Wednesday, December 16, 2009

Radnofsky responds defending open records stance

After Charles Kiker forwarded her this morning's Grits post and my addendum in the comments that discussed her open records stance, I received the following response from Democratic Attorney General candidate Barbara Ann Radnofsky, printed here in its entirety with my initial reaction below:

From Barbara Ann Radnofsky:

Scholarship and leading from the top, emphasizing fairness and due process, do indeed make a difference. The Office of AG is so politicized that opinions and open records determinations are no longer made on the merits. For example, I have spoken out that the AG was mistaken in his opinion allowing secrecy on school use of force policies, for many reasons. These include:

1. Deterrence.
2. Safety and efficacy: recordkeeping and evaluation of effectiveness of policies
3. Minors are involved. Courts and parents have needs and rights to know.
4. Open records spur public debate re appropriateness of force against minors.

Emphasizing scholarship and respecting career officials, and requiring decision making to be fair is the opposite of saying "presume in favor of non-disclosure.” “Fairness” remains the intent of my website post (www.BarbaraAnn2010.com). Fairness means no presumption of non-disclosure under Texas law, which emphasizes the people’s right to know.

How can we promote fairness?

Recently, the Texas AG conceded that it should have tracked how often it issues similar rulings on withholding data, and should educate requesting entities as to the basics of the law, and make sure governing entities are reminded of rulings they’ve already received. This is an obvious first step in preventing abuse and delay in publication. Here's the quote from the Corpus Christi Caller Times, quoting the AG's spokesman on the issue:

Strickland said the attorney general doesn’t track how often the office issues similar rulings.

“There are certainly rulings for information that’s not only similar but nearly identical,” he said. “To the extent that there is a pattern, we don’t really keep numbers or statistics.”

He said he thought it would be helpful to keep track of that and make sure governing entities are reminded of rulings they’ve already received. “Let’s make sure they are aware,” he said. “That’s part of the process and our responsibility, making sure to also educate the governmental body.”

“There are certainly rulings for information that’s not only similar but nearly identical,” he said. “To the extent that there is a pattern, we don’t really keep numbers or statistics.”

If we also stopped the poaching of key matters (particularly in post conviction appeals) from the hands of career people, if we required written policies and procedures and training, and if the career lawyers were allowed to apply the laws fairly, then the office of AG would be serving the people of Texas.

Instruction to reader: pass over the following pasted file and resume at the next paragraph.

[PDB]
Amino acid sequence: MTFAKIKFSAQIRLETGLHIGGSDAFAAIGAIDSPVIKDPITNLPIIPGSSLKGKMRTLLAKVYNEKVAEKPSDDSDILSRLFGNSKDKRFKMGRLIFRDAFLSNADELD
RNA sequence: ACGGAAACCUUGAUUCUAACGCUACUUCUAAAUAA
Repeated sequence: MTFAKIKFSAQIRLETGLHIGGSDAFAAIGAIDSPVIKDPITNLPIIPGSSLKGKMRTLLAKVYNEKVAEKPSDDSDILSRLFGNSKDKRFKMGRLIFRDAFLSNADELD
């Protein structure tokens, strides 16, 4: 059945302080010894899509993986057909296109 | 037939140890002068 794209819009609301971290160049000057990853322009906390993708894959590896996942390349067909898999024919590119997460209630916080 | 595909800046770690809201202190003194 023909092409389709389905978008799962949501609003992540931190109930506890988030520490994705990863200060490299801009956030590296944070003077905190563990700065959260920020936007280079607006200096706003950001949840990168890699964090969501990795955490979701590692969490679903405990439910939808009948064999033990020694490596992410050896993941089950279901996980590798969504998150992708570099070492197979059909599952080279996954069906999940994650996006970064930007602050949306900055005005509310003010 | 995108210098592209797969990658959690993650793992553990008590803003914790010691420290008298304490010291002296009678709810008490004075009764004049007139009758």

Now is this the single most important issue we face in this State? You will see I have many issues on the website and in my speeches. We face as great a danger from secrecy in meetings as we do from secrecy in records. Bill Hobby has just written a significant op-ed piece worthy of quotation here:

"Governing bodies must conduct the people's business in public or else face some serious penalties. This statute has protected the public and elected representatives alike for the past 42 years with a basic premise: Public bodies should deliberate in public."

The Open Meetings Act passed in 1967, and strengthened in 1973 should be adhered to. The recent claims and litigation that the First Amendment somehow allows officials to secretly meet and discuss the public issues, all in private, in violation of clear Texas law, and conversely not be required to follow the law and procedures (and suffer the penalties of violating the Open Meetings Act) turns the First Amendment on its head. We can adapt to modern communications and technology without a reversion to shutting out the public and thwarting the will of the People of Texas, clearly expressed through the legislature.

********************************************

Grits' reaction:

These are reasonable, moderate stances, but they do not convince me that the Democratic candidate will be a strong advocate for open government, mostly because they seem to betray a relative unfamiliarity with the Public Information Act or the AG's function enforcing it.

Keeping data would be good. Even better would be to pledge to liberally construe information requests in favor of requestors in all circumstances, regardless of her personal political position on the subject.

For example, the reasons given for believing "the AG was mistaken in his opinion allowing secrecy on school use of force policies" were telling, even though I agree with Radnofsky the information should be public. Notice her four reasons are all policy arguments regarding why releasing the information would be in the best interests of the public. While I agree with all of them, that's the WRONG reason for the AG to insist those records be released. The real reason they should be disclosed is that the government has no authority to conceal them. As I wrote earlier on the subject:

Agencies seeking to close [school use of force policies] rely on Sec. 552.108 of the government code, which states in relevant part that agencies may keep from disclosure any information which might "interfere with the detection, investigation, or prosecution of crime."

Use of force policies don't fit any of those three categories. They involve how police interact with suspects
during arrest. By the time of an arrest, a crime has already been "detected." Similarly, the arrest process does not implicate the "investigation" of crime: When use of force is part of the investigatory process, that amounts to torture which is clearly illegal. And only prosecutors can prosecute, so policies about how police conduct arrests simply have nothing to do with the prosecution of any alleged underlying crime.
In other words, if the documents are not specifically exempted, the AG is required to liberally construe the law in favor of giving records to the requestor. Period. It doesn't matter what the policy arguments are pro or con. That subject shouldn't even come up!

Whereas Radnofsky says there should be "no presumption of non-disclosure" if she were AG, the law actually says there should always be a presumption in favor of disclosure. Mere neutrality would not actually fulfill the AG's duties under the statute.